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Haven't GW announced some schedule that releases a FAQ/Errata within 2 weeks of posting a codex? That pretty much tells me it hasn't been fully playtested or proof-read at all. There will obviously be combos that crop up when the min/max crowd really get to work, but surely these type of people should be playtesting it.

As an aside, I currently find the editors/proof readers working in the wargaming industry dire. Usually I pick up a rulebook and spot a typo within the first 30 seconds. I'm lousy with English, but I'm not paid to read/write. Yeah... errors in books that have been "proof-read" really winds me up.

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I don't think GW is bad at codex writing I just think the team doesn't give a zog about certain factions. I had a GW employee on Facebook tell me that there is no team per codex and that there is only one team who works on all the codecies at once. Now you can't tell me that the people who wrote the amazing IG codex and tyranid codex put the same effort into the GK and Admech codex! ( I'm not saying either is or isn't competitive but they clearly had less effort invested into them). CA makes me super scared for orks! There was zero! ZERO! Effort or creativity into what I would say is the most creative race in 40k in CA! And I fear that the Ork Codex will be a bland unbalanced mess where we end up just being the target for other factions to stomp on to feel good.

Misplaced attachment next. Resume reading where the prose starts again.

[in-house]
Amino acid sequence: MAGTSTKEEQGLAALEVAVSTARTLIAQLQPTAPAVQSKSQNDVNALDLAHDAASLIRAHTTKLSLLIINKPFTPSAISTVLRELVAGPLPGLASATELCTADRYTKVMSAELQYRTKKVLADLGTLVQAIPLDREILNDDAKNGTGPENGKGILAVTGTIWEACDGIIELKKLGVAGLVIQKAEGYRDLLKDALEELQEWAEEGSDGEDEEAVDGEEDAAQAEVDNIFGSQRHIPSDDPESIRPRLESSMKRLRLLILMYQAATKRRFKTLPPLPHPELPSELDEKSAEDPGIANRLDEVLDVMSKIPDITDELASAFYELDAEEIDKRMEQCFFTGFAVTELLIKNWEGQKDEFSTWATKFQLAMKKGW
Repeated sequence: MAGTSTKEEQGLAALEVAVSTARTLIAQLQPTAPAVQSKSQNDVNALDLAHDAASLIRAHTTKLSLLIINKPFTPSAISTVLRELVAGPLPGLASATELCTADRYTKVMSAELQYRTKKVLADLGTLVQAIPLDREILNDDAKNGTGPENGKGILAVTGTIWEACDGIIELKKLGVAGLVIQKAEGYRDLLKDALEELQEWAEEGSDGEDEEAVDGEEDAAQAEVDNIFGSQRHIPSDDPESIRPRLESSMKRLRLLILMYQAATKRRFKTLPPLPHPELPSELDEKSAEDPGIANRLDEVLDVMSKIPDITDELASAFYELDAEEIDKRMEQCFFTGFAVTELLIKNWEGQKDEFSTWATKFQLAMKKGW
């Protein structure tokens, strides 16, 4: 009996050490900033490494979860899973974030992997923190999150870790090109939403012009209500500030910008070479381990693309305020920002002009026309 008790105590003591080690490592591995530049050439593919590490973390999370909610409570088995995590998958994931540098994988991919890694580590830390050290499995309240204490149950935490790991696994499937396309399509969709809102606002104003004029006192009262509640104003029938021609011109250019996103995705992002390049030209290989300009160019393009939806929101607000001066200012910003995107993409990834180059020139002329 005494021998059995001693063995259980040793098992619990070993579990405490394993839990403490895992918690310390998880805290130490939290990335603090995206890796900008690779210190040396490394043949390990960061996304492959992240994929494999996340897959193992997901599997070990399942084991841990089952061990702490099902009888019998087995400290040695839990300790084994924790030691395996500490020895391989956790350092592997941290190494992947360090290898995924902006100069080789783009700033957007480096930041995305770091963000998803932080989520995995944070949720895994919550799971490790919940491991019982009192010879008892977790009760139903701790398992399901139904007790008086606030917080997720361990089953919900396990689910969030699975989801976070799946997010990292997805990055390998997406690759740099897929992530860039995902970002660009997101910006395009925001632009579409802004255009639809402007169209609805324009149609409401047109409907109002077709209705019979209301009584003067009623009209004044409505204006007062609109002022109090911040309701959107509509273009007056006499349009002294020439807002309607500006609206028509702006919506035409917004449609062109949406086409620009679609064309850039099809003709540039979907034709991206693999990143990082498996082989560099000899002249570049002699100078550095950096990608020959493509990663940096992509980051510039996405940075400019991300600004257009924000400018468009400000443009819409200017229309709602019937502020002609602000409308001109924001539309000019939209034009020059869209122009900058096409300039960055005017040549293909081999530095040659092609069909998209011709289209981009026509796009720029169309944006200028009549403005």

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"In a company the size of GW (which, I'll make clear, is not a big company by any means, but in terms of this industry it's monolithic) there are a lot of considerations. Everything that's done needs to be worthwhile, and needs to make a profit. When producing a game for GW, the sad truth is that quality of rules has very little impact on sales. Obviously you don't want the rules to be bad, but there's a real diminishing returns thing going on; the difference between a set of rules that's 60% perfect and one that's 70% perfect is going to be fairly significant, but the difference between 70% and 80% less so. And 80% to 90% even less.

So, as a designer, you're always pushing for more time. Any game design project has several stages - you do your R&D, your preparation, your grunt work (actually writing the thing), and your polish / testing / proofing. Management are always going to squeeze your deadlines, because they know that your instinct is to push for a good game, but they know that from a business point of view it only needs to be good enough to sell. Unfortunately, the grunt work is the bit that needs to happen, so the bits that get trimmed are R&D (which make things interesting and well-thought-out) and polish (which makes sure there are no mistakes).